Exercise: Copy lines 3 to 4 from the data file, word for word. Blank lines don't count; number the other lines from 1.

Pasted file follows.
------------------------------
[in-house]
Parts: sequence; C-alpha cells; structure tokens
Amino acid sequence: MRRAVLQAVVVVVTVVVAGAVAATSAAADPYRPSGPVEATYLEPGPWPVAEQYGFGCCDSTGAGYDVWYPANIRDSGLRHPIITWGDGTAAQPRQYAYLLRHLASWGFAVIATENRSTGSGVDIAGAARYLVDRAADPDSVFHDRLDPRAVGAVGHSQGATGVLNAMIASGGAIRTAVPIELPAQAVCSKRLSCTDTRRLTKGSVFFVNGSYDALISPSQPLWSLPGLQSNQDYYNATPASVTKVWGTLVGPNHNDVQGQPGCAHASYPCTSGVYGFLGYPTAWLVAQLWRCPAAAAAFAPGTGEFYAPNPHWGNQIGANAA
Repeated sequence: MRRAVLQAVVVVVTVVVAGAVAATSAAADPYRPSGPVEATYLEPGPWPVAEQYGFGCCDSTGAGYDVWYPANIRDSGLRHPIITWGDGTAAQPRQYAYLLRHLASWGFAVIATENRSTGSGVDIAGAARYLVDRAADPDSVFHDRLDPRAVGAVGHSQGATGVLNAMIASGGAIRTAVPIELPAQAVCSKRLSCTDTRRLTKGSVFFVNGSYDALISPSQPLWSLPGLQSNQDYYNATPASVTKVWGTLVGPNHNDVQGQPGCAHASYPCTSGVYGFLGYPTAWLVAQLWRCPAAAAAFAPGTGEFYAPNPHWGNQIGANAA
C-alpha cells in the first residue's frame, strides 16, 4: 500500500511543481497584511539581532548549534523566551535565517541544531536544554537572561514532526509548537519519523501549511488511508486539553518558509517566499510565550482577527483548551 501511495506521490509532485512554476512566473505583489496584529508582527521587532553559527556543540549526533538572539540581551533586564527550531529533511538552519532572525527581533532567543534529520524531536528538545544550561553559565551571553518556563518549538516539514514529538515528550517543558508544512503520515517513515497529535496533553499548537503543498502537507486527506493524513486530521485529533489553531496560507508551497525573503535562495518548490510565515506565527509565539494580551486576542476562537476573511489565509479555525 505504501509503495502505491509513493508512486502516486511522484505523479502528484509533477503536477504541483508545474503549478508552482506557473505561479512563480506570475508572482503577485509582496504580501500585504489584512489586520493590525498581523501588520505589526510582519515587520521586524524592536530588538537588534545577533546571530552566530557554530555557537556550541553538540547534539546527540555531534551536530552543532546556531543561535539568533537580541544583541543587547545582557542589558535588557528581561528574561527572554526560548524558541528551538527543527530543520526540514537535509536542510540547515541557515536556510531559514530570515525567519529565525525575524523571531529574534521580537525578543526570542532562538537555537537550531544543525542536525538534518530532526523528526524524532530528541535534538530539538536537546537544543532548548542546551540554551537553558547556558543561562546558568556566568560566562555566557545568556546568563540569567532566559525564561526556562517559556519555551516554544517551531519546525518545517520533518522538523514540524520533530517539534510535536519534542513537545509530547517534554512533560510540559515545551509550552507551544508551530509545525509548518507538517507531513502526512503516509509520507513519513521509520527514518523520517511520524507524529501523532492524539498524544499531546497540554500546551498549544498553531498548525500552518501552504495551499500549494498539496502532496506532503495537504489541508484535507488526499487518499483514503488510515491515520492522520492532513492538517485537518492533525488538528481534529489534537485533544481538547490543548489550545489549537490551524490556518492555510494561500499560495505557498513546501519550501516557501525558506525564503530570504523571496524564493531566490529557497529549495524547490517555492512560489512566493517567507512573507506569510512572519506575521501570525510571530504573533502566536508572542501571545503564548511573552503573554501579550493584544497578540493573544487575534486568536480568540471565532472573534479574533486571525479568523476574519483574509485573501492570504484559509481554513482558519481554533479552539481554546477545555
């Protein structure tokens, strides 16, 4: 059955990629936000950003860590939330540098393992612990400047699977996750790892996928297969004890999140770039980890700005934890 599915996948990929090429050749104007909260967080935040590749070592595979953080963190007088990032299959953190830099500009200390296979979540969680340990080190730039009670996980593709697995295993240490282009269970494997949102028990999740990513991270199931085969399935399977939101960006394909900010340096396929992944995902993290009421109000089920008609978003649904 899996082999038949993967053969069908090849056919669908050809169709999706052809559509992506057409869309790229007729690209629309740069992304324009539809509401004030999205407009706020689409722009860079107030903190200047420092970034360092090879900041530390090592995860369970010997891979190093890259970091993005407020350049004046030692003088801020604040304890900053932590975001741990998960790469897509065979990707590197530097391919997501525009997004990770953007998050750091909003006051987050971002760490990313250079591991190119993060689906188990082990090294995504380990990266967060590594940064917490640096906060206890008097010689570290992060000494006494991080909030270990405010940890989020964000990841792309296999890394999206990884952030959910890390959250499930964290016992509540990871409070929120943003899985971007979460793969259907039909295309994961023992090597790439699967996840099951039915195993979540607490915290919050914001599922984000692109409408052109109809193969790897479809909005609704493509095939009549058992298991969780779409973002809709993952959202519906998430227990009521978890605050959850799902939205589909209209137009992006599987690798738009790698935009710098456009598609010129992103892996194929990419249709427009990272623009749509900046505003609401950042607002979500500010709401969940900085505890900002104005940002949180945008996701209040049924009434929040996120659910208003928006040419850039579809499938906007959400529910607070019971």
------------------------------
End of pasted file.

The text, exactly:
Amino acid sequence: MRRAVLQAVVVVVTVVVAGAVAATSAAADPYRPSGPVEATYLEPGPWPVAEQYGFGCCDSTGAGYDVWYPANIRDSGLRHPIITWGDGTAAQPRQYAYLLRHLASWGFAVIATENRSTGSGVDIAGAARYLVDRAADPDSVFHDRLDPRAVGAVGHSQGATGVLNAMIASGGAIRTAVPIELPAQAVCSKRLSCTDTRRLTKGSVFFVNGSYDALISPSQPLWSLPGLQSNQDYYNATPASVTKVWGTLVGPNHNDVQGQPGCAHASYPCTSGVYGFLGYPTAWLVAQLWRCPAAAAAFAPGTGEFYAPNPHWGNQIGANAA
Repeated sequence: MRRAVLQAVVVVVTVVVAGAVAATSAAADPYRPSGPVEATYLEPGPWPVAEQYGFGCCDSTGAGYDVWYPANIRDSGLRHPIITWGDGTAAQPRQYAYLLRHLASWGFAVIATENRSTGSGVDIAGAARYLVDRAADPDSVFHDRLDPRAVGAVGHSQGATGVLNAMIASGGAIRTAVPIELPAQAVCSKRLSCTDTRRLTKGSVFFVNGSYDALISPSQPLWSLPGLQSNQDYYNATPASVTKVWGTLVGPNHNDVQGQPGCAHASYPCTSGVYGFLGYPTAWLVAQLWRCPAAAAAFAPGTGEFYAPNPHWGNQIGANAA